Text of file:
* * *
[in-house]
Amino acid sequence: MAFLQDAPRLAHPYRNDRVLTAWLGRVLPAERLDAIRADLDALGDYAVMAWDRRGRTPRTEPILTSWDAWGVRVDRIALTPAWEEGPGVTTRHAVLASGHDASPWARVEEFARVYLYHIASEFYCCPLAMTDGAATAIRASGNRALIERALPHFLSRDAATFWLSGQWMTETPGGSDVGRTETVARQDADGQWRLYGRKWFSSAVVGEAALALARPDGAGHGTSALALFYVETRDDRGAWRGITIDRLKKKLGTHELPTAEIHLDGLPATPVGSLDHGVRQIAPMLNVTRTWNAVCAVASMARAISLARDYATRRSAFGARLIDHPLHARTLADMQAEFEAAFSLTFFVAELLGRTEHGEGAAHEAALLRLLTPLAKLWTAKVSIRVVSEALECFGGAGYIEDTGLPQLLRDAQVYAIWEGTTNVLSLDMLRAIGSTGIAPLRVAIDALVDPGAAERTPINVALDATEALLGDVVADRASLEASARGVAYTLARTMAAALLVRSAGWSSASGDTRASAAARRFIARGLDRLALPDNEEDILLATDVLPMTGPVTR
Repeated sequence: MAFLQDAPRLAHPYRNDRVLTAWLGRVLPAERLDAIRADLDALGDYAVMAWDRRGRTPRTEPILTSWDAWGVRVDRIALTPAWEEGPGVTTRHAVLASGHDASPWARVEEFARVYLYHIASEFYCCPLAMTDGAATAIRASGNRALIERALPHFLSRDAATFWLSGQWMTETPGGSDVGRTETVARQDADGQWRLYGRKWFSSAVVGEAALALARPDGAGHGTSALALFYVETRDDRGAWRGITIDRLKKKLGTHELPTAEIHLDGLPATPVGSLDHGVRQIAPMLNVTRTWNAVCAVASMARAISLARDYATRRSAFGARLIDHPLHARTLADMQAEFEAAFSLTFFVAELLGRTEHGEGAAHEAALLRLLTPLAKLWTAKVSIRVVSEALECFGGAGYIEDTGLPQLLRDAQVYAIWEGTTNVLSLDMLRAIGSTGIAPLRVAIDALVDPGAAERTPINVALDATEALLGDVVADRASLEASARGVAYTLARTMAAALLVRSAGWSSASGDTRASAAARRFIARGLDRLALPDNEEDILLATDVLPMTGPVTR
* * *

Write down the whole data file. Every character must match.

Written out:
[in-house]
Amino acid sequence: MAFLQDAPRLAHPYRNDRVLTAWLGRVLPAERLDAIRADLDALGDYAVMAWDRRGRTPRTEPILTSWDAWGVRVDRIALTPAWEEGPGVTTRHAVLASGHDASPWARVEEFARVYLYHIASEFYCCPLAMTDGAATAIRASGNRALIERALPHFLSRDAATFWLSGQWMTETPGGSDVGRTETVARQDADGQWRLYGRKWFSSAVVGEAALALARPDGAGHGTSALALFYVETRDDRGAWRGITIDRLKKKLGTHELPTAEIHLDGLPATPVGSLDHGVRQIAPMLNVTRTWNAVCAVASMARAISLARDYATRRSAFGARLIDHPLHARTLADMQAEFEAAFSLTFFVAELLGRTEHGEGAAHEAALLRLLTPLAKLWTAKVSIRVVSEALECFGGAGYIEDTGLPQLLRDAQVYAIWEGTTNVLSLDMLRAIGSTGIAPLRVAIDALVDPGAAERTPINVALDATEALLGDVVADRASLEASARGVAYTLARTMAAALLVRSAGWSSASGDTRASAAARRFIARGLDRLALPDNEEDILLATDVLPMTGPVTR
Repeated sequence: MAFLQDAPRLAHPYRNDRVLTAWLGRVLPAERLDAIRADLDALGDYAVMAWDRRGRTPRTEPILTSWDAWGVRVDRIALTPAWEEGPGVTTRHAVLASGHDASPWARVEEFARVYLYHIASEFYCCPLAMTDGAATAIRASGNRALIERALPHFLSRDAATFWLSGQWMTETPGGSDVGRTETVARQDADGQWRLYGRKWFSSAVVGEAALALARPDGAGHGTSALALFYVETRDDRGAWRGITIDRLKKKLGTHELPTAEIHLDGLPATPVGSLDHGVRQIAPMLNVTRTWNAVCAVASMARAISLARDYATRRSAFGARLIDHPLHARTLADMQAEFEAAFSLTFFVAELLGRTEHGEGAAHEAALLRLLTPLAKLWTAKVSIRVVSEALECFGGAGYIEDTGLPQLLRDAQVYAIWEGTTNVLSLDMLRAIGSTGIAPLRVAIDALVDPGAAERTPINVALDATEALLGDVVADRASLEASARGVAYTLARTMAAALLVRSAGWSSASGDTRASAAARRFIARGLDRLALPDNEEDILLATDVLPMTGPVTR